Privative aseity turns out to have similar formal problems to atheism, with regard to being an immediate and necessary sceptical threat to our rationality; and also turns out to have ontological characteristics much more in common with atheism, indeed with the most ‘atheistic’ atheism conceivable (aside from sheer total non-existence of anything perhaps!)

And yet again, privative aseity runs directly foul of the Golden Presumption, that you and I can act. For if privative aseity is true, then the core foundation of all reality, including all our own behaviors, is non-action. Our rationality cannot be defended by rational argument against that kind of fundamental conceptual threat; we will only end up tacitly presuming something contradictory to the reality of that proposal, in order to acknowledge at least the possibility of the responsible rationality of our own arguments.

Positive aseity just doesn’t have any of those problems. We don’t have to deny key tenets of positive aseity, nor of theism, in order to operate as responsibly rational persons. True, we would have to do so if an atheistic version of positive aseity was proposed--if the IF is proposed to be an eternally self-generating system of reactions and counterreactions. But leaving aside the question of what kind of behavior, positive aseity doesn’t have the fundamental anti-rational problems of privative aseity: putting it a little over-simply, we cannot have any good reason to believe that our reality fundamentally exists for no good reason.

All this being the case, and assuming for purposes of further argument that my prior arguments are sufficiently valid and accurate, I will consider the topic in terms of an entity that I already believe (on those other grounds) to certainly be active: what does it mean, for God to be self-existent?

[Next up: aseity and the Unity of God]


Jason Pratt said…
[First extended footnote]

I am not saying Big Bang theories must therefore be false. I am saying that such theories either propose an eternal physical universe after all, into which new physical material became existent (during the 'Bang'); or else those theories propose a real beginning to this physical universe based on the behavior of a causally predecessory reality. It seems also possible and plausible that we are calculating things wrongly in trying to describe the behaviors and properties of primeval reality: if time behaves differently under different physical dimensions, then our calculations of timing for the expansions could be very wrong; or else the universal-speed-limit of light was grossly violated during initial moments of the bang (or somehow established afterward).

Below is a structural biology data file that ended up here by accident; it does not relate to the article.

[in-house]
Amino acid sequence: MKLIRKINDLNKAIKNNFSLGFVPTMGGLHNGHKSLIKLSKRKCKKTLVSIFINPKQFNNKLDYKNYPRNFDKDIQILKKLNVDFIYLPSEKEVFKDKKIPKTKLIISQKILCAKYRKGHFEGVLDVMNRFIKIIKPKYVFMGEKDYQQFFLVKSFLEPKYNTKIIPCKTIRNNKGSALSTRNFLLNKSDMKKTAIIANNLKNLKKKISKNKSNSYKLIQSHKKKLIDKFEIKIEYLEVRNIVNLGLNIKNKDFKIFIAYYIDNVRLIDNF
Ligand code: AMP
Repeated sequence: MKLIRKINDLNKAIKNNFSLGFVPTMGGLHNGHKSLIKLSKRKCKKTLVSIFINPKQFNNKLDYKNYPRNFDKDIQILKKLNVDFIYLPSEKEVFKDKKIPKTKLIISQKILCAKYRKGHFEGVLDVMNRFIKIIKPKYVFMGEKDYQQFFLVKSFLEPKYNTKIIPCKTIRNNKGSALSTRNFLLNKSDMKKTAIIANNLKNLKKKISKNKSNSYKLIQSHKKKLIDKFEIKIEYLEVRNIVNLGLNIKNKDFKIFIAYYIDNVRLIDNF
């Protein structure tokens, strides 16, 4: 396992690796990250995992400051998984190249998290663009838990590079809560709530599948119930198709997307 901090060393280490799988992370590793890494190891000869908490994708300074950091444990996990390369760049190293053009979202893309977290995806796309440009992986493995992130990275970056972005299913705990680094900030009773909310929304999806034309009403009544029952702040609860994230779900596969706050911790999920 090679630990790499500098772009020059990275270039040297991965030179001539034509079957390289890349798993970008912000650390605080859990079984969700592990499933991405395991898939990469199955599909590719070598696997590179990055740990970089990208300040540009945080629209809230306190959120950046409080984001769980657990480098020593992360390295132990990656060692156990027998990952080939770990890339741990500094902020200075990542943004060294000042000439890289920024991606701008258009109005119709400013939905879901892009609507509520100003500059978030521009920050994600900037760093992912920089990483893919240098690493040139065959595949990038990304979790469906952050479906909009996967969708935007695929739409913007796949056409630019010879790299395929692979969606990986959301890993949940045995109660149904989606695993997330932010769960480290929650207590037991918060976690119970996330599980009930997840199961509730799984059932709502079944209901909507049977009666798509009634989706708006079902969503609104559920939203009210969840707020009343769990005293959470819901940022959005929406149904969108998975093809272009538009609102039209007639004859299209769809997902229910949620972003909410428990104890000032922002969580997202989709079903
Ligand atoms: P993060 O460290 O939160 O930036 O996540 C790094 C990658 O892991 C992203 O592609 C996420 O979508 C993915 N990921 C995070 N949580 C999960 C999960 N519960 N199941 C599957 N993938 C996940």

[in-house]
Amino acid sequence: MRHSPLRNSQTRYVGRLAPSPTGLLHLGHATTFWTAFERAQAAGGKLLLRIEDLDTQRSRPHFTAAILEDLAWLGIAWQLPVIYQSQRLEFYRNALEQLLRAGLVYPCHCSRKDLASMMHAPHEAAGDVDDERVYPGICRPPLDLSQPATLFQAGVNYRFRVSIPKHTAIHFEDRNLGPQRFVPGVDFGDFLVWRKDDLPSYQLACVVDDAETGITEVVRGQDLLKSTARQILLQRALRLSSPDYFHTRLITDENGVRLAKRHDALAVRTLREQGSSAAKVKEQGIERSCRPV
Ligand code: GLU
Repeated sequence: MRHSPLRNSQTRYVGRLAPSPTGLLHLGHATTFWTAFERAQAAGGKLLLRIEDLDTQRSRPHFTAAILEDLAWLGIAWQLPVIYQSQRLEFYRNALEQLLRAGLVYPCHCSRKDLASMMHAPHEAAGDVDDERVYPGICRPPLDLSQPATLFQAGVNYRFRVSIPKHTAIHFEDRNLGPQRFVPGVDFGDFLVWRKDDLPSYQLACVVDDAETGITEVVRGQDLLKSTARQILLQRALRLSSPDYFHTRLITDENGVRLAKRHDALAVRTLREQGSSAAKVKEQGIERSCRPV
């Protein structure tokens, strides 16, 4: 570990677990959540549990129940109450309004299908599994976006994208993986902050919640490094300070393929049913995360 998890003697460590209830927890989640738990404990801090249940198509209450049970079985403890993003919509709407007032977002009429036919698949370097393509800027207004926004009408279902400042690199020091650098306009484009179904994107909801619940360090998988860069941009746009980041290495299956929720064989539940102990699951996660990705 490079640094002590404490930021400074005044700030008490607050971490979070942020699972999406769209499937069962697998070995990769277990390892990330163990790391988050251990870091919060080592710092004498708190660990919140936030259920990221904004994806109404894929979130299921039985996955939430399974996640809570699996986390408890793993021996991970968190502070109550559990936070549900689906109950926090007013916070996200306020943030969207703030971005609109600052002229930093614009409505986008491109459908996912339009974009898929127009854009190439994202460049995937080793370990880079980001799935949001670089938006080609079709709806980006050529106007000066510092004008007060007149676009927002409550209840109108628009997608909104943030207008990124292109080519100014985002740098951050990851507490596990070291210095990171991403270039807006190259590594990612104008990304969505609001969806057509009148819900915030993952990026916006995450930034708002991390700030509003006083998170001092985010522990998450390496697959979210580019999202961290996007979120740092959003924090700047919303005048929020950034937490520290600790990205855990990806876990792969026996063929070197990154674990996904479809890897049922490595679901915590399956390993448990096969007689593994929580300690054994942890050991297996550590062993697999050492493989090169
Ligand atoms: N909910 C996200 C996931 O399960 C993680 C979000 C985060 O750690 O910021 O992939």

Otherwise the theories are contradictive rubbish, and should be discarded. I have seen a lauded astrophysicist attempt to argue--explicitly for the purpose of denying that Nature was created by God, a notion he described as being intellectually infantile--that our physical Nature 'banged' into existence literally 'from nothing'. His argument, however, relied on treating 'nothing' as exhibiting the properties of a vacuum--despite having soberly reminded us in another part of his argument, that true pre-physical 'nothingness' cannot even be a vacuum!

Perhaps sensing in some dim fashion that he could not have it both ways, he then proceeded to claim that he was not violating the traditional first expression of the law of noncontradiction ('from nothing comes nothing'), by arguing that the matter/energy balance of such a closed naturalistic, non-active (thus non-sentient) reality, comes out to a literal zero-sum--thus 'nothing' is still all that exists!

Strangely, the magazine in which I read this amusing exposition of modern physics, did not entitle their article, "Physics Professor Claims He is Nothing (derides theists as credulous simpletons)"...
Jason Pratt said…
[Second extended footnote]

To give a well-known religious example, Jews, Christians and Muslims may recognize and even venerate “angels”, such as Gabriel or Michael, but are not supposed to worship them: only God Most High, creator of all things, including angels, should be religiously worshiped. For an angel to claim to be his own creator, would be rebellion against God.

This becomes an interesting technical problem for Jews and Christians (Muslims would say the texts have been tampered with to produce the problem!), because in the Jewish Scriptures an angel often shows up, in obscure and very famous stories alike, who not only claims to speak for YHWH Most High but to actually be YHWH Most High (while yet sometimes recognizing the personal distinction of YHWH Most High), including for purposes of religious worship. This figure isn’t always recognized as YHWH at first, although when characters (famous and obscure) figure this out, they often panic: they have seen YHWH Most High, Whom no man can see and live! The prophets typically go on to agree that these people were not mistaken, they did indeed somehow see YHWH Most High. Jewish theologians, ancient and modern, have various ways of accounting for these texts; and Christians took up this problem in a special way when a man showed up making similar claims.

The point is that both (closely related) religious groups agree that they aren’t supposed to religiously worship creatures, only the Creator; so what are they supposed to do with these examples? Reject them? Accept them--and if so, how? This leads to a number of variant solutions, especially in Christianity.